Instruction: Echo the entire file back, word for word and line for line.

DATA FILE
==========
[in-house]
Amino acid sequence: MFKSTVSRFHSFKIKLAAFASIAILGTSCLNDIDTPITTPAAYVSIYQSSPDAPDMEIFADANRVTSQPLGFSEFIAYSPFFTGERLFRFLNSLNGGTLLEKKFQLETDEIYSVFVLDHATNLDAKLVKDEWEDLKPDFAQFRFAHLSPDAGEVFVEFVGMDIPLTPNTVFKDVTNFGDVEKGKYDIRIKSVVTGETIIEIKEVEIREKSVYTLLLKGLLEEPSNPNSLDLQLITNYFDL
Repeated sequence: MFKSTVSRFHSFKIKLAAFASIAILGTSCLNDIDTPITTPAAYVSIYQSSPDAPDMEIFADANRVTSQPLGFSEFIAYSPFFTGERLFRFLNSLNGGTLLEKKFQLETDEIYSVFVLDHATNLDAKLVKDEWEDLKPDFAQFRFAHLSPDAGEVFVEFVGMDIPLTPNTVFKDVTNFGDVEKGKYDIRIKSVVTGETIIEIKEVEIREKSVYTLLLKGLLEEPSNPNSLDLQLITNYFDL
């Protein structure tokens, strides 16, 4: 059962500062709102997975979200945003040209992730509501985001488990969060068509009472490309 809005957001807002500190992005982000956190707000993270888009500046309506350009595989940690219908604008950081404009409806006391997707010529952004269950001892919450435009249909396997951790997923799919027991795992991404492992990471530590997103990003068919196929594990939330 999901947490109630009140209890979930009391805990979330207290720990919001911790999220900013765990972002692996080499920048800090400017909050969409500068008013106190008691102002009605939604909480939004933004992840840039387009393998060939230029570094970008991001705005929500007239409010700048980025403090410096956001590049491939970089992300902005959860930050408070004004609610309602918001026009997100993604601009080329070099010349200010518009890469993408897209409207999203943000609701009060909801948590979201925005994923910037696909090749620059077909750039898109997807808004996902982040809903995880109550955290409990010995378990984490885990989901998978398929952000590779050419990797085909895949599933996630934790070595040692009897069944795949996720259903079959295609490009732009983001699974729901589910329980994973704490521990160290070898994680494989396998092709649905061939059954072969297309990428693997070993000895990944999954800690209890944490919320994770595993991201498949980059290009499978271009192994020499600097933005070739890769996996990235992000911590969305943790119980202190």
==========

[in-house]
Amino acid sequence: MFKSTVSRFHSFKIKLAAFASIAILGTSCLNDIDTPITTPAAYVSIYQSSPDAPDMEIFADANRVTSQPLGFSEFIAYSPFFTGERLFRFLNSLNGGTLLEKKFQLETDEIYSVFVLDHATNLDAKLVKDEWEDLKPDFAQFRFAHLSPDAGEVFVEFVGMDIPLTPNTVFKDVTNFGDVEKGKYDIRIKSVVTGETIIEIKEVEIREKSVYTLLLKGLLEEPSNPNSLDLQLITNYFDL
Repeated sequence: MFKSTVSRFHSFKIKLAAFASIAILGTSCLNDIDTPITTPAAYVSIYQSSPDAPDMEIFADANRVTSQPLGFSEFIAYSPFFTGERLFRFLNSLNGGTLLEKKFQLETDEIYSVFVLDHATNLDAKLVKDEWEDLKPDFAQFRFAHLSPDAGEVFVEFVGMDIPLTPNTVFKDVTNFGDVEKGKYDIRIKSVVTGETIIEIKEVEIREKSVYTLLLKGLLEEPSNPNSLDLQLITNYFDL
């Protein structure tokens, strides 16, 4: 059962500062709102997975979200945003040209992730509501985001488990969060068509009472490309 809005957001807002500190992005982000956190707000993270888009500046309506350009595989940690219908604008950081404009409806006391997707010529952004269950001892919450435009249909396997951790997923799919027991795992991404492992990471530590997103990003068919196929594990939330 999901947490109630009140209890979930009391805990979330207290720990919001911790999220900013765990972002692996080499920048800090400017909050969409500068008013106190008691102002009605939604909480939004933004992840840039387009393998060939230029570094970008991001705005929500007239409010700048980025403090410096956001590049491939970089992300902005959860930050408070004004609610309602918001026009997100993604601009080329070099010349200010518009890469993408897209409207999203943000609701009060909801948590979201925005994923910037696909090749620059077909750039898109997807808004996902982040809903995880109550955290409990010995378990984490885990989901998978398929952000590779050419990797085909895949599933996630934790070595040692009897069944795949996720259903079959295609490009732009983001699974729901589910329980994973704490521990160290070898994680494989396998092709649905061939059954072969297309990428693997070993000895990944999954800690209890944490919320994770595993991201498949980059290009499978271009192994020499600097933005070739890769996996990235992000911590969305943790119980202190």